In the meanwhile, the Army had continued work on hit-to-kill (HTK) vehicles-kinetic energy weapons that would knock a missile out of the sky. After several unsuccessful tests of the system, built primarily by Lockheed, the developers, desperate for a show of success and for continued funding, resorted to rigging the test procedure to ensure the desired results. “The test achievements vividly demonstrate the undergirding technical genius resident in our society”, opined SDI Organization director James Abrahamson. He was right, in a sense: as long as the money keeps flowing, you’re in business.

In 1988, Lawrence Livermore Laboratory shifted focus to the development of what was called “Brilliant Pebbles” – a network of orbiting HTK interceptors. “Lasers may be useful someday, but meanwhile we must destroy missiles as David slew Goliath”, quipped Teller. This program picked up on an earlier project from the 60′s known as BAMBI (Ballistic Missile Boost Intercept), and was finally terminated in 1996 after failing every test.

With the collapse of the Soviet Union, the urgency and rationale for SDI was substantially weakened, and with the temporarily reduced US defense budget, the scope of the project was pared down. The Strategic Defense Initiative Organization was downgraded to Ballistic Missile Defense Organization, and the emphasis of its work shifted to theater missile defense (TMD).

A boon for TMD came in Operation Desert Storm-the US-led attack against Iraq during which modified Patriot surface-to-air missiles were publicized as knocking down Iraqi Scuds missiles. The military establishment proudly issued claims of 100% effectiveness. An analysis by some MIT academicians of several celebratory videos showing the victorious feats of US military technology revealed that the footage which television viewers were led to believe showed successful intercepts was deceptive, since the Patriot missiles were designed to explode in mid-air, whether or not they hit or were near the intended interception target. In a subsequent report by the General Accounting Office, the effectiveness was downgraded to “unknown”. Subsequently, the development of missile defense-related programs continued quietly, receiving some $4 billion in annual funding.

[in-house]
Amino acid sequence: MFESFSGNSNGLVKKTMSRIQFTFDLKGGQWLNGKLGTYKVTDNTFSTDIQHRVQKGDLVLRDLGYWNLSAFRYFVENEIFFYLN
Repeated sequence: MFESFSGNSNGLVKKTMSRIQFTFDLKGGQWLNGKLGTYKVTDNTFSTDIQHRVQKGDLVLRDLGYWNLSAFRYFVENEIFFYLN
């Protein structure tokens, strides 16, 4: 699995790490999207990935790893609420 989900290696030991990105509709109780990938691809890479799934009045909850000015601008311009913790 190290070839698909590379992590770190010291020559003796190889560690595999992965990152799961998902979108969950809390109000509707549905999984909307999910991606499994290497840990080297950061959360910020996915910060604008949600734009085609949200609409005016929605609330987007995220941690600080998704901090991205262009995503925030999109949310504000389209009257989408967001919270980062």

The missile defense lobby continued its efforts, centered around the Center for Security Policy, a “non-partisan educational corporation” funded by weapons contractors and headed by former Reagan Assistant Secretary of Defense Frank Gaffney, which succeeded in getting missile defense inserted as a plank in Newt Gingrich’s 1994 Contract With America platform. A report issued in 1998 by the Rumsfeld Commission, which was tasked with identifying ballistic missile threats to the US, found such a danger emanating from “rogue states”. The following year, Clinton signed the National Missile Defense Act, mandating the deployment of a missile defense system.